7 | −3265.623 | 10.84691 | 40.05598 | |
8 | 289.9402 | 8 | 1.76430945 | 41.18517 |
9 | −48.15284 | 0 | 41.16699 | |
10 | 484.5187 | 7.4639 | 1.76430945 | 36.71601 |
11 | −150.6946 | 0 | 33.54119 | |
12 | 19.49241 | 8.000076 | 1.76430945 | 26.03114 |
13 | 77.90768 | 1.347398 | 20.55229 | |
14 | −133.8419 | 5.07625 | 1.76430945 | 19.06984 |
15 | 16.44274 | 6.999786 | 12.04593 | |
Image | 0 | 2.995208 | ||
It is noted that in the illustrated embodiment: R_{12F }= R_{6 }= −39.43035 mm; R_{31F }= R_{12 }= 19.49241; R_{32R }= R_{15 }= 16.44274; n_{20 }= 1.76430945 (namely, n_{8 }and n_{10 }listed in Table 1); and n_{12 }= 1.61644291 (namely, n_{6 }listed in Table 1). |
Referring to Table 5 below, in the illustrated embodiment: f is equal to 33 millimeters (hereinafter referred to as mm); the ratio f_{2}/f is 1.24; F/# of the positive optical path (namely, an optical path along the direction from the object side to the image side 15) for the object region is 1.7, and 2ω of the positive optical path for the object region is 5.2°; F/# of the reverse optical path (namely, an optical path along the direction from the image side 15 to the object side) for the object region is 11, and 2ω of the reverse optical path for the object region is 33.8°; R_{12F}/f is approximately equal to −1.19; R_{31F}/f is approximately equal to 0.59; R_{32R}/f is approximately equal to 0.50; n_{20 }is equal to 1.76430945; and (n_{20}−n_{12}) is equal to 0.14786654. Accordingly, the conditions (1)˜(6) as described above are satisfied.
Referring to FIGS. 2-9, FIG. 2 and FIG. 6 are graphs respectively showing sine aberrations occurring in the positive optical path and the reverse optical path. FIGS. 3-5 are graphs respectively showing optical path differences occurring in the positive optical path. FIGS. 7-9 are graphs respectively showing optical path differences occurring in the reverse optical path. It is noted that: sine aberrations occurring in both the positive optical path and reverse optical path are very small under conditions (1)˜(6), such that chief parallel rays emitting from the Fourier transform lens system 10 along the optical axis direction thereof satisfy the sine condition (namely, a paraxial condition of ideal image height fsin ω)); and that optical path differences occurring in both the positive optical path and reverse optical path are very small under conditions (1)˜(6), such that the Fourier transform lens system 10 achieves diffractive-limit. Accordingly, the positive optical path lens arrangement of the Fourier transform lens system 10 has a relatively large aperture and a small field of view, and the reverse optical path lens arrangement of the Fourier transform lens system 10 has a small aperture and a medium field of view. Thereby, the Fourier transform lens system 10 is advantageously suitable for use in a holographic storage system where a signal beam and a reference beam co-propagate along a common optical axis.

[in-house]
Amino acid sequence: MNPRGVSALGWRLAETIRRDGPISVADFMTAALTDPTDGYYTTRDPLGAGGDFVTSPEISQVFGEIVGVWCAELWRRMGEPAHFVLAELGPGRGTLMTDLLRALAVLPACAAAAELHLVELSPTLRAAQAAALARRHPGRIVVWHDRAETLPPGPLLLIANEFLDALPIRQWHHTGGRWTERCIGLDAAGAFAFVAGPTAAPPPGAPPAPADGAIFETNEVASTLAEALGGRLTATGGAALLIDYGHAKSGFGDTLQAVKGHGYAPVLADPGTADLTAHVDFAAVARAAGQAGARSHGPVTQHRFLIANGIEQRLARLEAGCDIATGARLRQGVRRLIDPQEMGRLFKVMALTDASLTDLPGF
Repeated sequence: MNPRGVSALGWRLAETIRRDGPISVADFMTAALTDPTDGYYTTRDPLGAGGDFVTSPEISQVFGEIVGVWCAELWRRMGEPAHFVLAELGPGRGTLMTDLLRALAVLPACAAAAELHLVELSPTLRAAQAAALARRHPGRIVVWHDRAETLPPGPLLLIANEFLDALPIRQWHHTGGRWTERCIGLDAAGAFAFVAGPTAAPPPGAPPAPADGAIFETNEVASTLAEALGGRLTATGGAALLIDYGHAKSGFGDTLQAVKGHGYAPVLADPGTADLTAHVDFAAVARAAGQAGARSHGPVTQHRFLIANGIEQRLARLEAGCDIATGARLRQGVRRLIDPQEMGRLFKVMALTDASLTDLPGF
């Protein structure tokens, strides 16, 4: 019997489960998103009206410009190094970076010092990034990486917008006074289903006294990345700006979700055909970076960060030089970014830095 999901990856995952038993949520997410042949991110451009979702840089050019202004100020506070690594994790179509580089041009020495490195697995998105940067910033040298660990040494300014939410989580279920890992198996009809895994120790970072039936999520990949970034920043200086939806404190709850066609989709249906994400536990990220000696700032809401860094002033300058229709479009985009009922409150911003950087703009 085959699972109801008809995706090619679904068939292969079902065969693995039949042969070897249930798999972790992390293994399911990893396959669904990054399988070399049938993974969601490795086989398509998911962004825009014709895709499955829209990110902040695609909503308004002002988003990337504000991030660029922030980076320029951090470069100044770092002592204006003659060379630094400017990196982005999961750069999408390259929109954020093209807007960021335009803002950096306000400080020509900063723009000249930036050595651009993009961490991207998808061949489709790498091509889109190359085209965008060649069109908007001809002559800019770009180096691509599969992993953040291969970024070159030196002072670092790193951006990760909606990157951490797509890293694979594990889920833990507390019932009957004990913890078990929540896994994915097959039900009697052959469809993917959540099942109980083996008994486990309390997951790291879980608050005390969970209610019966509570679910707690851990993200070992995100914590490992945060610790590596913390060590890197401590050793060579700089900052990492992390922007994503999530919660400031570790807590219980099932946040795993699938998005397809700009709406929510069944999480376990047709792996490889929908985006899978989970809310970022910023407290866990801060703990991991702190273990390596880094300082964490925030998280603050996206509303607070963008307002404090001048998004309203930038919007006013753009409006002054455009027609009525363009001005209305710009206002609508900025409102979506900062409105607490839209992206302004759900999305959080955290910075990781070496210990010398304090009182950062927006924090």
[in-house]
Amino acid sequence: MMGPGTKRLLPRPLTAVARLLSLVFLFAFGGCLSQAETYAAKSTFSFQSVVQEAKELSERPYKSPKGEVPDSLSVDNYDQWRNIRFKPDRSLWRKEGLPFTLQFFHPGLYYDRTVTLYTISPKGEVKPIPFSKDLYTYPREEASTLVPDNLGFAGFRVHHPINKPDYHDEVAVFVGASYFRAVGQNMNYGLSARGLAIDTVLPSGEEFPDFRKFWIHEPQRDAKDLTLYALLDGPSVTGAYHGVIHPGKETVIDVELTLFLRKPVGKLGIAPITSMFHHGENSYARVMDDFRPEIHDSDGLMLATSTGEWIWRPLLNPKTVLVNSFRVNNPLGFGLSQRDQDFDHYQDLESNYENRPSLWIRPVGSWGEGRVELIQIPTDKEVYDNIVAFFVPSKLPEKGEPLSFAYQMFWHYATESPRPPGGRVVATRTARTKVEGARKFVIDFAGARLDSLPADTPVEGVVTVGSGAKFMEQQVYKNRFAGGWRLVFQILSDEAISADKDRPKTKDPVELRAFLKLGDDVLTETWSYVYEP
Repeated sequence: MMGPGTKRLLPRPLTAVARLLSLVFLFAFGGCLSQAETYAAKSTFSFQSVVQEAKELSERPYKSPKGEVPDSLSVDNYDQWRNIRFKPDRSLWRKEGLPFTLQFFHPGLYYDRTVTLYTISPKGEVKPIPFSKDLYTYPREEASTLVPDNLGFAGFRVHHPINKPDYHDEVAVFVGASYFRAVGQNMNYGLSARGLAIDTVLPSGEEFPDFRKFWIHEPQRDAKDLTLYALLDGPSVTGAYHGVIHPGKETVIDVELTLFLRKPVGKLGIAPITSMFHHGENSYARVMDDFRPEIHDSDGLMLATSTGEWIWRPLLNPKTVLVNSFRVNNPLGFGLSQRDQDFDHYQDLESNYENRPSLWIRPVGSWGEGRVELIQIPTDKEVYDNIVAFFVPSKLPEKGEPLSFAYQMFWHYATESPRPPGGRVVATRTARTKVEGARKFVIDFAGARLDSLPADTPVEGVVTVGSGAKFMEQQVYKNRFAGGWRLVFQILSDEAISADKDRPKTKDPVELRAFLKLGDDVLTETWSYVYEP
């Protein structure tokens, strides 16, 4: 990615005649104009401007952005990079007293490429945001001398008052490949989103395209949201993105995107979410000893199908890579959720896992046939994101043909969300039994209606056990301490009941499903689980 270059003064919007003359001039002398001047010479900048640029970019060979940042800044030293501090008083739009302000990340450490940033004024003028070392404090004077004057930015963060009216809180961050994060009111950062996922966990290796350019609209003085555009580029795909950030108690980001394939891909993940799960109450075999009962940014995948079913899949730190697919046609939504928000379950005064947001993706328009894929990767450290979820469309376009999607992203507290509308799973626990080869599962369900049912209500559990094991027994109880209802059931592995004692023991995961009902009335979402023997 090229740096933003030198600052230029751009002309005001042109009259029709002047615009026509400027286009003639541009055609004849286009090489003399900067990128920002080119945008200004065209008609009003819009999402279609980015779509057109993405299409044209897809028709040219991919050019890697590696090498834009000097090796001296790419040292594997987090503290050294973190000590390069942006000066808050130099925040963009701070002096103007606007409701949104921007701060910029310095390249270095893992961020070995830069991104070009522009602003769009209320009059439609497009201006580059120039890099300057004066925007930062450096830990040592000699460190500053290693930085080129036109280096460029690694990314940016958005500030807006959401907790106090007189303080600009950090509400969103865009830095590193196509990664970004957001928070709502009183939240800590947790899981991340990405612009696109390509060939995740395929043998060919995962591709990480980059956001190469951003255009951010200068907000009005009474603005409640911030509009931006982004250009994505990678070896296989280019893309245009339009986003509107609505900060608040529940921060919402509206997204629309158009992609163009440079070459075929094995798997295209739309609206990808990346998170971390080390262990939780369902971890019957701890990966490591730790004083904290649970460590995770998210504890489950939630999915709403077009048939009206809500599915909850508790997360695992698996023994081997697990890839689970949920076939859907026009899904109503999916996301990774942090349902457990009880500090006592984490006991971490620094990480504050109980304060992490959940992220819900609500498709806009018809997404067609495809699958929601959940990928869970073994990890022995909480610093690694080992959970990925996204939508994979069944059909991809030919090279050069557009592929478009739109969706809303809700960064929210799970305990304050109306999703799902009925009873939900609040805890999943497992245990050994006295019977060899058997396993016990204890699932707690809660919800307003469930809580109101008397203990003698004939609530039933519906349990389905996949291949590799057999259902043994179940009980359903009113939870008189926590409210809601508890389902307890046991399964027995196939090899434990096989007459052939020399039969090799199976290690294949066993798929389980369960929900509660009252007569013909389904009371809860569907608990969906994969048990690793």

Referring to FIG. 10, a Fourier transform lens system 20 in accordance with the second embodiment has a lens arrangement along an optical axis (not shown). The lens arrangement includes, in order from an object side to an image side 25: a first lens group 22 having positive power, a second lens group 23 having positive power, and a third lens group 24 having negative power. If necessary, in order to reduce or eliminate any effect of stray light and achieve high quality imaging, an aperture stop 21 can be disposed at the object side. The first lens group 22 includes a first positive meniscus lens 221 having positive power, and a negative meniscus lens 222 having negative power. The first positive meniscus lens 221 has a convex lens surface facing toward the object side, and a concave lens surface facing toward the image side 25. The negative meniscus lens 222 has a convex lens surface facing toward the image side 25, and a concave lens surface facing toward the object side. The concave lens surface of the first positive meniscus lens 221 faces toward the concave lens surface of the negative meniscus lens 222. The second lens group 23 includes two bi-convex lenses 231, 232 each having positive power. The third lens group 24 includes a second positive meniscus lens 241 having positive power, and a bi-concave lens 242 having negative power. The second positive meniscus lens 241 has a convex lens surface facing toward the object side.